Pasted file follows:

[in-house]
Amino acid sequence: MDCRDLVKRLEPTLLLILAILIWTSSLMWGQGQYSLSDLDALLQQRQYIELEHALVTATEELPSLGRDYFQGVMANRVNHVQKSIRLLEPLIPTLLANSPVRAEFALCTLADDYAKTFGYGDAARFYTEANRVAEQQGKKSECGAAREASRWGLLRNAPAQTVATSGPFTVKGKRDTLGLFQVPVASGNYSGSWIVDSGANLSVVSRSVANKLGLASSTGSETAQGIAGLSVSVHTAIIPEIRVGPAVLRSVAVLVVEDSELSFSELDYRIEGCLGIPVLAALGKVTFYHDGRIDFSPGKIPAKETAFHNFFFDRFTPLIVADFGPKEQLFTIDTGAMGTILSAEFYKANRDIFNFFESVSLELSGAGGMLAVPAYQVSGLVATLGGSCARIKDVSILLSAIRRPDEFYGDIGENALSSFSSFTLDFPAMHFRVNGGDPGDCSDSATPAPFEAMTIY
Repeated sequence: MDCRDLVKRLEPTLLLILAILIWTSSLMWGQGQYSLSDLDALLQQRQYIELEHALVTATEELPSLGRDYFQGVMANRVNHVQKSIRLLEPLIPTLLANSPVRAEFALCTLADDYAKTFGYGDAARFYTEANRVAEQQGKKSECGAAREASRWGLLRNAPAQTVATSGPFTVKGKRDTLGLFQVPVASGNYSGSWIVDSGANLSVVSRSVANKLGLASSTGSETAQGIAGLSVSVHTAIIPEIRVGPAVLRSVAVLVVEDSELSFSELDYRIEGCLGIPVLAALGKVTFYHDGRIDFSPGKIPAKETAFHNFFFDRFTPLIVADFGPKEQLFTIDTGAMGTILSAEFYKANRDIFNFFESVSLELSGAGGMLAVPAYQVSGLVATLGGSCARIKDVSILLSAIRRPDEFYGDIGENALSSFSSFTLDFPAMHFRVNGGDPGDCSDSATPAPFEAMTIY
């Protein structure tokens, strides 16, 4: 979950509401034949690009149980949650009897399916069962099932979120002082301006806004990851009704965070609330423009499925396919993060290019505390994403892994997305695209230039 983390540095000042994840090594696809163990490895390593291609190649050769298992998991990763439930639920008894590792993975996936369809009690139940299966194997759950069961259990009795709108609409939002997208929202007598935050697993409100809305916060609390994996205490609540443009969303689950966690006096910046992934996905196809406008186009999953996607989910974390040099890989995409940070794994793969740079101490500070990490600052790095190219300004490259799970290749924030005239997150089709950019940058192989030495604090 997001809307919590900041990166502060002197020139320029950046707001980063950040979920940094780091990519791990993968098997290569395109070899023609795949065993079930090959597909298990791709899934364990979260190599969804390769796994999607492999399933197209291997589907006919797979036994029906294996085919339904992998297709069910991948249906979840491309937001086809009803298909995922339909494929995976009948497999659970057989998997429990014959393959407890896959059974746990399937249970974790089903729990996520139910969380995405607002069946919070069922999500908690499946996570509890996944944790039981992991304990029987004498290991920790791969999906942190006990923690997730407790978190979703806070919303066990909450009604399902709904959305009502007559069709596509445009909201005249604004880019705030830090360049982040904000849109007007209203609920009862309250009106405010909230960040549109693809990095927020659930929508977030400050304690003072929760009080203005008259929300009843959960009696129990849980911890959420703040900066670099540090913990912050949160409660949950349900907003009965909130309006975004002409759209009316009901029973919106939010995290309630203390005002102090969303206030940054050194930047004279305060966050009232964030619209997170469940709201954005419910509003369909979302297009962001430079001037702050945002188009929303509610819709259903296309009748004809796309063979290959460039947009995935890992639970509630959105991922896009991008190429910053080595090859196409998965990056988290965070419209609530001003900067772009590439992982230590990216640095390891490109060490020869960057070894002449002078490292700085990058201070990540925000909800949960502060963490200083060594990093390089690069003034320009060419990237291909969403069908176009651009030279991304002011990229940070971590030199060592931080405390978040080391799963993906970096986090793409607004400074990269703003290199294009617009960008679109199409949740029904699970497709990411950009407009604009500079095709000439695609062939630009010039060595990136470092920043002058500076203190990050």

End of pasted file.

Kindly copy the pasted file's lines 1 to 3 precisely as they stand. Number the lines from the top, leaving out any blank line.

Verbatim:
[in-house]
Amino acid sequence: MDCRDLVKRLEPTLLLILAILIWTSSLMWGQGQYSLSDLDALLQQRQYIELEHALVTATEELPSLGRDYFQGVMANRVNHVQKSIRLLEPLIPTLLANSPVRAEFALCTLADDYAKTFGYGDAARFYTEANRVAEQQGKKSECGAAREASRWGLLRNAPAQTVATSGPFTVKGKRDTLGLFQVPVASGNYSGSWIVDSGANLSVVSRSVANKLGLASSTGSETAQGIAGLSVSVHTAIIPEIRVGPAVLRSVAVLVVEDSELSFSELDYRIEGCLGIPVLAALGKVTFYHDGRIDFSPGKIPAKETAFHNFFFDRFTPLIVADFGPKEQLFTIDTGAMGTILSAEFYKANRDIFNFFESVSLELSGAGGMLAVPAYQVSGLVATLGGSCARIKDVSILLSAIRRPDEFYGDIGENALSSFSSFTLDFPAMHFRVNGGDPGDCSDSATPAPFEAMTIY
Repeated sequence: MDCRDLVKRLEPTLLLILAILIWTSSLMWGQGQYSLSDLDALLQQRQYIELEHALVTATEELPSLGRDYFQGVMANRVNHVQKSIRLLEPLIPTLLANSPVRAEFALCTLADDYAKTFGYGDAARFYTEANRVAEQQGKKSECGAAREASRWGLLRNAPAQTVATSGPFTVKGKRDTLGLFQVPVASGNYSGSWIVDSGANLSVVSRSVANKLGLASSTGSETAQGIAGLSVSVHTAIIPEIRVGPAVLRSVAVLVVEDSELSFSELDYRIEGCLGIPVLAALGKVTFYHDGRIDFSPGKIPAKETAFHNFFFDRFTPLIVADFGPKEQLFTIDTGAMGTILSAEFYKANRDIFNFFESVSLELSGAGGMLAVPAYQVSGLVATLGGSCARIKDVSILLSAIRRPDEFYGDIGENALSSFSSFTLDFPAMHFRVNGGDPGDCSDSATPAPFEAMTIY